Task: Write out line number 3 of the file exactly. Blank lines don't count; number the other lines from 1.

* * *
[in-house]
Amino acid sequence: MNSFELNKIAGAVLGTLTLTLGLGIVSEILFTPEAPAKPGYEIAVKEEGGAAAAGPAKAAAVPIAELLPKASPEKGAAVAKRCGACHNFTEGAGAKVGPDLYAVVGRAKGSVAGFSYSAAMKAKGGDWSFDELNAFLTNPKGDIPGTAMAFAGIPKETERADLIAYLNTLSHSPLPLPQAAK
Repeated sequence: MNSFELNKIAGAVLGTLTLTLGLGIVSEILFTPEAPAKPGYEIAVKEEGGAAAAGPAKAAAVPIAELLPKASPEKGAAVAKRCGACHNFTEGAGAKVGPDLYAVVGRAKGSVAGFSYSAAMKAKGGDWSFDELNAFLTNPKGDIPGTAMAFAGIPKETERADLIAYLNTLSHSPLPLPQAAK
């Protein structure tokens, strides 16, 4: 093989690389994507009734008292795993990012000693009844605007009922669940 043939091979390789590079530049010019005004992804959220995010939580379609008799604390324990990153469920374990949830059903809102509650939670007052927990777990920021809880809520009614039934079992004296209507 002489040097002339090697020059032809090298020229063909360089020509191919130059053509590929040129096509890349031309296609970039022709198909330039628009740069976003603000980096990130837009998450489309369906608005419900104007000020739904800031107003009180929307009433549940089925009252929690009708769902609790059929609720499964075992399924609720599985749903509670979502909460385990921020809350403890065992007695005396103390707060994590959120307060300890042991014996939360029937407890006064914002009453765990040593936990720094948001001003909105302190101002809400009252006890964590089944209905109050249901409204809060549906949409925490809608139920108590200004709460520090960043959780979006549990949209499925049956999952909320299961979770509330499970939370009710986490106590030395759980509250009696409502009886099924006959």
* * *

Repeated sequence: MNSFELNKIAGAVLGTLTLTLGLGIVSEILFTPEAPAKPGYEIAVKEEGGAAAAGPAKAAAVPIAELLPKASPEKGAAVAKRCGACHNFTEGAGAKVGPDLYAVVGRAKGSVAGFSYSAAMKAKGGDWSFDELNAFLTNPKGDIPGTAMAFAGIPKETERADLIAYLNTLSHSPLPLPQAAK